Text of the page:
The Trials and Tribulations of Homebrew
After a long day of hard work, overwhelmed by stress, we two weary Lang students trekked home, looking forward to the respite and serenity of our apartment. Little did we know that our mischievous roommates had launched their newest scheme. We opened the door to find them collectively shaking a huge glass bottle full of what they hope to be the tastiest home brew in Brooklyn.
They came up with the idea after hearing about it from family members and proceeded to save every beer bottle that passed through our doors. Lists piled on the table of the potential revenue this project could generate, and they soon were off to Brooklyn Brew Shop to purchase required equipment and learn the basics of what to do.
“We hope this will save us money,” said Corey Mullee, one of the aspiring entrepreneurs. “It’s huge exposure, a great hobby, and enhances my appreciation of beer.”
The boys neglected to read the printed instructions that came with their kit, resulting in several mishaps in the brewing process. For example, near the end of the process, they realized they had forgotten to sanitize all the equipment, including the bottle, a step that could lead to their brew’s demise.
But not all these close calls were the result of their carelessness. The brewing kit was missing a crucial ingredient for the mixture. Instead of one bag of aromatic hops and one bag of bittering hops, the kit contained two bags of aromatic hops. After much consternation and flaring tempers, they came to a conclusion they could all agree on: mixing hops from two different recipes, one for a winter ale, and another for a red ale, into their original recipe.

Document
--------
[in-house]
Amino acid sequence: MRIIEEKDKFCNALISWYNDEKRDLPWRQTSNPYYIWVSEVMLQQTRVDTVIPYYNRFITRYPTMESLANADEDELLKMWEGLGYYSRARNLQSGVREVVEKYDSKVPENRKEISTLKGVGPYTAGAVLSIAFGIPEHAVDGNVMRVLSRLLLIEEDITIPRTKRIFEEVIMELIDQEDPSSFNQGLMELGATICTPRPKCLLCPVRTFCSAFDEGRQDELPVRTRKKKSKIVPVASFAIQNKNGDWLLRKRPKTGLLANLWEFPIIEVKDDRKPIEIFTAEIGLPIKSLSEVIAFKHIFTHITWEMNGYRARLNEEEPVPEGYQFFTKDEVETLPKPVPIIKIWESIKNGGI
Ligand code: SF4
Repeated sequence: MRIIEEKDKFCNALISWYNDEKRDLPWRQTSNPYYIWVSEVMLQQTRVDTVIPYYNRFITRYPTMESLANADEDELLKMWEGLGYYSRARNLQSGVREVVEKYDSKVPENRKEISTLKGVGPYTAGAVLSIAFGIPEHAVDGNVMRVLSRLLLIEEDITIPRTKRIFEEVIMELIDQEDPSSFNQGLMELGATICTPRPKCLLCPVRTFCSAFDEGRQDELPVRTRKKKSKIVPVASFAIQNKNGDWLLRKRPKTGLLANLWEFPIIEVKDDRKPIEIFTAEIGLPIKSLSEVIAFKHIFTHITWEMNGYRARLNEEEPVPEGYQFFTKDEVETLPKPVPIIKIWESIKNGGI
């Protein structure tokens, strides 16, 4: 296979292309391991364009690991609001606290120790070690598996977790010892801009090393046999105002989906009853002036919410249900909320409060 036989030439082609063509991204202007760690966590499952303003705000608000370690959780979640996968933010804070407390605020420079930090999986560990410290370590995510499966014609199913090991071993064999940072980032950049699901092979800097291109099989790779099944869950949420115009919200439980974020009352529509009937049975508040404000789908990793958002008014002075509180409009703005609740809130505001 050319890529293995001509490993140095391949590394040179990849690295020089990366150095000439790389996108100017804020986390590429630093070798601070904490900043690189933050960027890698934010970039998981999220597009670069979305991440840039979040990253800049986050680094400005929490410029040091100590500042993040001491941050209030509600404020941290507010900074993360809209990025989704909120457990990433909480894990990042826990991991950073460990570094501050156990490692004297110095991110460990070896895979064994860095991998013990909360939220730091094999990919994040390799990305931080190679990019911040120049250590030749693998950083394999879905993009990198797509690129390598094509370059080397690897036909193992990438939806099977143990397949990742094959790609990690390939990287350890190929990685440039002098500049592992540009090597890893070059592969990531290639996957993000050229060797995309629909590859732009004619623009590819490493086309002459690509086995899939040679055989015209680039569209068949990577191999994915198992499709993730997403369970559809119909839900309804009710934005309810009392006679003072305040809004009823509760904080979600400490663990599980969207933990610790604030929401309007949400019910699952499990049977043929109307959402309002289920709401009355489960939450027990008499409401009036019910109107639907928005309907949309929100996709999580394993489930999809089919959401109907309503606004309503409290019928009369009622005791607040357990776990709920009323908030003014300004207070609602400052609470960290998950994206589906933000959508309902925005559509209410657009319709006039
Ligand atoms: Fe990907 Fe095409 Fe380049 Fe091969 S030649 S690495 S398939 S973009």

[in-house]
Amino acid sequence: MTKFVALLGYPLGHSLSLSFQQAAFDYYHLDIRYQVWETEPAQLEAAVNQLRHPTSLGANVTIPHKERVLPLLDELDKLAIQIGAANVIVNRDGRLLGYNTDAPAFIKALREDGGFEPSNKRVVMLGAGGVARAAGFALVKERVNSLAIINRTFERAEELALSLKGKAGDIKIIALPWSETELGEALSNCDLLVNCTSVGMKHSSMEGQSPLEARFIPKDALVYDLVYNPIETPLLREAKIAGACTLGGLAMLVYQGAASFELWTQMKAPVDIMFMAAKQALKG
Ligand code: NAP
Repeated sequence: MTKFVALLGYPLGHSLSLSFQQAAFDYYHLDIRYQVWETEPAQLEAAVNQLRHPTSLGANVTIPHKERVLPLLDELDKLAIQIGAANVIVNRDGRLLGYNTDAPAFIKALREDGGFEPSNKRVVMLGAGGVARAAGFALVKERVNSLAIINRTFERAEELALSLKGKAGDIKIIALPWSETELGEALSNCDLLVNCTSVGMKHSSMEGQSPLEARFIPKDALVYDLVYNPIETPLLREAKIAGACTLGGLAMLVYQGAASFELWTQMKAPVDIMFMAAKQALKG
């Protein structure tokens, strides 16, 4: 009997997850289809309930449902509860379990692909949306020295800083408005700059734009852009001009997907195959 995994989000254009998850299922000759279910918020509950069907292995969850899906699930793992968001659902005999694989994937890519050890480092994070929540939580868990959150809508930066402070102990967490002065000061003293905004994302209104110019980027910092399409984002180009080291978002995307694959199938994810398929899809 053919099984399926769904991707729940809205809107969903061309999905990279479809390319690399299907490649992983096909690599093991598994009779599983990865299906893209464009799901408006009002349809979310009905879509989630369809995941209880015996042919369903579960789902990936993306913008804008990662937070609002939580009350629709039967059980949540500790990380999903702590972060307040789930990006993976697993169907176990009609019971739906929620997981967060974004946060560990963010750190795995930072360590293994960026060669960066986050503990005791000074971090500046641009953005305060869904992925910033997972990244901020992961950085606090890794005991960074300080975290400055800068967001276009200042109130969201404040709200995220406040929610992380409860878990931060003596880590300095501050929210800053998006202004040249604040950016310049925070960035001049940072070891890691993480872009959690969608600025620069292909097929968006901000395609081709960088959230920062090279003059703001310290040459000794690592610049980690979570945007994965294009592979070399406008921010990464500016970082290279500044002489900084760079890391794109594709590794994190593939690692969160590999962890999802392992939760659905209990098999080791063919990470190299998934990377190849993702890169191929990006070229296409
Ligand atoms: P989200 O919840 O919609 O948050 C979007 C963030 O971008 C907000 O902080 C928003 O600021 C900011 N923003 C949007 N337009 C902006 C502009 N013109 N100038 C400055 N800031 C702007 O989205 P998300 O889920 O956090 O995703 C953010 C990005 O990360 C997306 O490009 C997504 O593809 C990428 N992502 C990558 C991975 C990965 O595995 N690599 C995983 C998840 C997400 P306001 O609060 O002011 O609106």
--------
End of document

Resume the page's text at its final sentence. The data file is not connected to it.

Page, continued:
The entire evening resulted in four musicians arguing in vain over the mechanists of density, when none actually knew the facts.
To compensate for misread instructions, they began pouring cloves, nutmeg, and cinnamon into the boiling mixture until the entire apartment began to smell of baking pumpkin pie. Now the bottle will sit in our coat closet for two weeks, creating the fermentation and alcohol content required for this potion to be considered beer.
“It’s hard to keep myself from drinking it when it smells so amazing,” said Mullee. “I just can't help think about how those yeasts are doing. These next couple of weeks are going to be the most exciting of their entire lives.”
By the end of the brewing evening, a once well-thought-out scheme turned into an important learning experience. Our roommates grew closer through the challenges and are determined to keep trying for the perfect brew. They will soon see if the initial concoction is acceptable, but they ultimately matured in the process.